At a high level, here’s how I’d summarize Ensemble’s views on portfolio construction (which I’ll use later in the post as a starting point for my own approach to position sizing): first, they believe 20-25 stocks is the sweet spot, supported by academic research on a sufficient number of holdings to realize a large percentage of the associated portfolio diversification benefits, while remaining positioned to place meaningful bets behind their highest conviction ideas; second, their individual position sizing methodology is inspired by the Kelly Criterion, with particular focus on expected returns (price versus target) and relative conviction levels among the positions; third, qualitative factors, such as the strength of the moat or the quality of the management team, are ranked / quantified to distinguish between shades of conviction (quantify the probability of success); fourth, those two (quantified) inputs – the return potential and the relative conviction score – inform an initial target weight for each position (with individual weightings scaled back on a pro rata basis if the totals exceeds 100%); and finally, each position is given a drift range / band - when the position weight crosses either side of the limit, a trade will be executed to bring it back in-line with the target weighting (“in the absence of any increase in our assessment of a stock’s fair value, about 15 - 30% outperformance will typically cause us to trim the position”).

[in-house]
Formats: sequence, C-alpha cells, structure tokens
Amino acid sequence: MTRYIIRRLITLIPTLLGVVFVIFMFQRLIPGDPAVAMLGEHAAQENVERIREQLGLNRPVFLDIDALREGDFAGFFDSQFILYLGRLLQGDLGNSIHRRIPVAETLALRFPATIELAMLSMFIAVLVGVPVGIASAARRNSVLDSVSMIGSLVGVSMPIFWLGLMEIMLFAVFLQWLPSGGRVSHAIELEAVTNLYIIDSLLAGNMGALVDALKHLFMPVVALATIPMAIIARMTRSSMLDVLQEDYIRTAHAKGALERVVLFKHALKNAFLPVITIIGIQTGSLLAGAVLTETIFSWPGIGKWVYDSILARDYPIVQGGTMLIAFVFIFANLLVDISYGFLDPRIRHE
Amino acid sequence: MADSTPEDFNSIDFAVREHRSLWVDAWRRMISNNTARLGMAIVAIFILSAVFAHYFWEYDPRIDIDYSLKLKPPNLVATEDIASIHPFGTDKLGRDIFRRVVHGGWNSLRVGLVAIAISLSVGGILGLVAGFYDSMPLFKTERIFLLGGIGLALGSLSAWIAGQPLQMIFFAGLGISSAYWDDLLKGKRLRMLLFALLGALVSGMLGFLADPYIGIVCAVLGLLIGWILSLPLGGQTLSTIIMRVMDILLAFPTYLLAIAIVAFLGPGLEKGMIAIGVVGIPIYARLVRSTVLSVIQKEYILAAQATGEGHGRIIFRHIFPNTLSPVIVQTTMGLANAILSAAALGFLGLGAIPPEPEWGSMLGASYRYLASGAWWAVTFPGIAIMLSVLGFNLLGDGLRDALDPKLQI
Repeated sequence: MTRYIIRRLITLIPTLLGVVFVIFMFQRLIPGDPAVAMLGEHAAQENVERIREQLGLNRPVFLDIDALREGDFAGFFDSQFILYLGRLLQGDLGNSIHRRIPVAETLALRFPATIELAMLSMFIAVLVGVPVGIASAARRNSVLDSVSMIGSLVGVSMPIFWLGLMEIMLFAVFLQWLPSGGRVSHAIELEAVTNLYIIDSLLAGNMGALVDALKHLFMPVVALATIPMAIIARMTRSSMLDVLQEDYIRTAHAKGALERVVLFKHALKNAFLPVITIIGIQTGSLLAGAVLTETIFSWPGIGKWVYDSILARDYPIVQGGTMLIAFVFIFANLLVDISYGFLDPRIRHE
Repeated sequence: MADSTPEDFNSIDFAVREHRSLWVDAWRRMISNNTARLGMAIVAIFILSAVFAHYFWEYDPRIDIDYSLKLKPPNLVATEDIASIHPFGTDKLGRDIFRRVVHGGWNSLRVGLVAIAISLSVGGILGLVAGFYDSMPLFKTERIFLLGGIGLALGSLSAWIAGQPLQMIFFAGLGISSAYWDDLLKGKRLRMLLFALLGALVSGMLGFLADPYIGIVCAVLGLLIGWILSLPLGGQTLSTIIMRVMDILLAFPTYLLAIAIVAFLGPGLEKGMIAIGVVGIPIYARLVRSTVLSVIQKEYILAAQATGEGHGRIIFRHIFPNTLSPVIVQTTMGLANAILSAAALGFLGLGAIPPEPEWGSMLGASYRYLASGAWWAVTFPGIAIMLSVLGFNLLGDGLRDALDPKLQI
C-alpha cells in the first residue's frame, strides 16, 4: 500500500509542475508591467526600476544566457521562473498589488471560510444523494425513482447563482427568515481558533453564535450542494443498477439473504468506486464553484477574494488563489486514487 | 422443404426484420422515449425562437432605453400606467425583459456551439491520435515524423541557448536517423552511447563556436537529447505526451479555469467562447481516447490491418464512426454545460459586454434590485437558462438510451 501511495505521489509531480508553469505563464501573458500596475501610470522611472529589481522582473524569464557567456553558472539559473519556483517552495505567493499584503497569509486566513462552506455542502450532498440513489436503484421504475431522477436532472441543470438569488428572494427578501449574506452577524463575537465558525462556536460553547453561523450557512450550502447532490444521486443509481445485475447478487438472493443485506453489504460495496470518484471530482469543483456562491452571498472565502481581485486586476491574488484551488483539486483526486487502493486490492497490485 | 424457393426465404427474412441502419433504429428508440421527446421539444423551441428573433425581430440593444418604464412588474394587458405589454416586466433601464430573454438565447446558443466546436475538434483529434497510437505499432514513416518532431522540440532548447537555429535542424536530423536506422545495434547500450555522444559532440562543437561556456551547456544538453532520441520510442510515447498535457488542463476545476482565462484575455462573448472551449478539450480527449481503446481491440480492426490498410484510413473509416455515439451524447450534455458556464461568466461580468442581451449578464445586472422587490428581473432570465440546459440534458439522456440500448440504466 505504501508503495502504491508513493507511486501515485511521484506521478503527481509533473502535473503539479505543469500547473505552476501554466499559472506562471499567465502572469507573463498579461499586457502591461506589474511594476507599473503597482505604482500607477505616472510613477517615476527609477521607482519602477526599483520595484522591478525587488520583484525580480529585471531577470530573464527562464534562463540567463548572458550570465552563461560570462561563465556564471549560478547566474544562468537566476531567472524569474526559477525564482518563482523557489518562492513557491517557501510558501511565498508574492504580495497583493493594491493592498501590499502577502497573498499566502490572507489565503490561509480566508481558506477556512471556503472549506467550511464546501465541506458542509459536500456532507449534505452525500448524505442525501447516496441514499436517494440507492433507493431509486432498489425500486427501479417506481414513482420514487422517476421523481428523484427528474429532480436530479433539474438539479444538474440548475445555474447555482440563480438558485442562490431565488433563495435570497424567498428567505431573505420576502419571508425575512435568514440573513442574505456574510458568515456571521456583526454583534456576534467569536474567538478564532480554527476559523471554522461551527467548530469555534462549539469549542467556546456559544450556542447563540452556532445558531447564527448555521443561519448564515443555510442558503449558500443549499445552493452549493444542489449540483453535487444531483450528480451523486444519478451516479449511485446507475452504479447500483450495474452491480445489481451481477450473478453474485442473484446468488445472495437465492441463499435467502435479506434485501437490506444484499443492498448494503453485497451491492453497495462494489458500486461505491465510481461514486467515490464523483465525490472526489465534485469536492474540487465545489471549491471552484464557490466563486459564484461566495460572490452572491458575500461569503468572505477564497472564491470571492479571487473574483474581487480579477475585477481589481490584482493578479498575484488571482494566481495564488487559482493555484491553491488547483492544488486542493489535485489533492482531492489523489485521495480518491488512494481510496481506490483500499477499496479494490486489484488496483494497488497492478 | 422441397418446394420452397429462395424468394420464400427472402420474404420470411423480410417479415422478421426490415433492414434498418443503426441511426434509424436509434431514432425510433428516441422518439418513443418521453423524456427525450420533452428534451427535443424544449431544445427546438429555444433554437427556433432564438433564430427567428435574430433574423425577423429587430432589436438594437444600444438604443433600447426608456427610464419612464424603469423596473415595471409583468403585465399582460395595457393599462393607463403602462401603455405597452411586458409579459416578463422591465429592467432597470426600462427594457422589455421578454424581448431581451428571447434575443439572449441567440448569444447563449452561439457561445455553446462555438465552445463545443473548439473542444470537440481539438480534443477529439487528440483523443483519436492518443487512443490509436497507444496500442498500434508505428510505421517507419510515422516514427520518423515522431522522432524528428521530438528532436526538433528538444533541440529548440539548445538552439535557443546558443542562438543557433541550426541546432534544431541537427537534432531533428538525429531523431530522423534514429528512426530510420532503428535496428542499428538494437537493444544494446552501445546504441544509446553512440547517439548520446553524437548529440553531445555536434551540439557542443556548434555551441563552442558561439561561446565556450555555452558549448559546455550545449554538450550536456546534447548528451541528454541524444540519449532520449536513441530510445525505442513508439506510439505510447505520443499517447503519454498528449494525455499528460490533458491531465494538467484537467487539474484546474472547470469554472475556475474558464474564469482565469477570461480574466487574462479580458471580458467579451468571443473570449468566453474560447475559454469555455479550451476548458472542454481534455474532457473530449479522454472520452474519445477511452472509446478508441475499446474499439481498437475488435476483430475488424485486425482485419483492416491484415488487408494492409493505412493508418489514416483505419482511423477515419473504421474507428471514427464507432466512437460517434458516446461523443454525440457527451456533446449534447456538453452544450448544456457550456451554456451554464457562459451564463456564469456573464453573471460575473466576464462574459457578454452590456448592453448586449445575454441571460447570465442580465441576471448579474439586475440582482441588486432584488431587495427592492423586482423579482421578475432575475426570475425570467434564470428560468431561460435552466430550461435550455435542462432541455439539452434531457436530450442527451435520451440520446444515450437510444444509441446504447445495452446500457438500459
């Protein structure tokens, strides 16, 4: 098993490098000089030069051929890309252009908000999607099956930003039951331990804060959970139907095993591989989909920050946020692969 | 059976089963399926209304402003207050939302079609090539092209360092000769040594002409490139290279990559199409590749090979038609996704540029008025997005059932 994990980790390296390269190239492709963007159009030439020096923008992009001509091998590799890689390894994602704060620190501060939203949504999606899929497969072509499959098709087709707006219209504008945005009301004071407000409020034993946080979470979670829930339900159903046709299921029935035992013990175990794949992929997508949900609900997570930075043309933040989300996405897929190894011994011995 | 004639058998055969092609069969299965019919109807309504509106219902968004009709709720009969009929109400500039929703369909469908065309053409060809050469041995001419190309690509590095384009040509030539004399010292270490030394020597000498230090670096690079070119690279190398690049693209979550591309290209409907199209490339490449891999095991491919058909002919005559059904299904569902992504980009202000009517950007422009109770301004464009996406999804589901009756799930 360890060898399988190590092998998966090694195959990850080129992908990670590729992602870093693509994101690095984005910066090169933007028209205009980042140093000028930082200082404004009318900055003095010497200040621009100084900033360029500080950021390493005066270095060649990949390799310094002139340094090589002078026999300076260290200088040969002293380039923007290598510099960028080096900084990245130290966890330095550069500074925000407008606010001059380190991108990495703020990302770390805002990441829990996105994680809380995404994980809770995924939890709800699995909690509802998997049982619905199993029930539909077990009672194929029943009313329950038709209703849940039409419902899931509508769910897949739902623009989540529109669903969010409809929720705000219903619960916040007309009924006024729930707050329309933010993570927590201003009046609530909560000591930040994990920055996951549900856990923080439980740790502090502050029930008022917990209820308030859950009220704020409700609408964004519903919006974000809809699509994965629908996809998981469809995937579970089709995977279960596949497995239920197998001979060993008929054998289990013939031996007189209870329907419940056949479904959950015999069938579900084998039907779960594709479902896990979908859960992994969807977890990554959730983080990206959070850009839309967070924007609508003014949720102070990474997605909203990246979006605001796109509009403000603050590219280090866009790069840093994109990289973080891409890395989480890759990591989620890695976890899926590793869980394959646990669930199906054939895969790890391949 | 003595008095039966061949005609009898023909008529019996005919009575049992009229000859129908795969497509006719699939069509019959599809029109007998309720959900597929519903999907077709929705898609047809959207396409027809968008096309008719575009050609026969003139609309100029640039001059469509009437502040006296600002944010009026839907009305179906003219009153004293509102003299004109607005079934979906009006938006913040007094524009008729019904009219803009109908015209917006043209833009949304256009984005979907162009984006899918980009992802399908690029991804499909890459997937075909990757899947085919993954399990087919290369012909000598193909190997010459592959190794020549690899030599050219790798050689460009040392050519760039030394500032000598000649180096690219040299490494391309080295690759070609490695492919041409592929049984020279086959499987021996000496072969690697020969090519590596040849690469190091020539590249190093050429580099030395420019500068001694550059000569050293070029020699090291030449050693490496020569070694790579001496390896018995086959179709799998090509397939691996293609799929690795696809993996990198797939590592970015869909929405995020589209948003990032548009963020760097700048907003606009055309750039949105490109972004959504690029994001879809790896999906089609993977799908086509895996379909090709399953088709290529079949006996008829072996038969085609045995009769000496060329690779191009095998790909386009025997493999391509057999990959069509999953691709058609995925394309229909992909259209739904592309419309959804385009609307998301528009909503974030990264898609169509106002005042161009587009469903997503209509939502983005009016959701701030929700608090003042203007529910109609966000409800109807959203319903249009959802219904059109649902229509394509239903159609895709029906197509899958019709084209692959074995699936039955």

On page seven of “Our Approach to Portfolio Construction”, the Ensemble team shows an illustrative example of what this looks like in practice. If a position has minimal upside to their price target (+13%), but with a high conviction rank (10, meaning it’s among the highest quality ideas they’ve found in terms of management quality, the sustainability of the moat, etc.), that position would have a target weighting of ~3.6%. At the same time, an idea with a significantly higher potential return (+76%) but a much lower conviction ranking (1) would receive a similar target weight. In my mind, those numbers are revealing: Ensemble’s approach to position sizing (in terms of the output) clearly places a large emphasis on certainty / conviction. (From the Business Brew podcast - “The Kelly Criterion demonstrates mathematically that it is the likelihood of being correct that is the far bigger driver of how big your bet should be… Position sizing should be driven far more by the likelihood that you will be correct than by how much you’ll make if you’re correct; they’re both important, but that’s the key piece.”)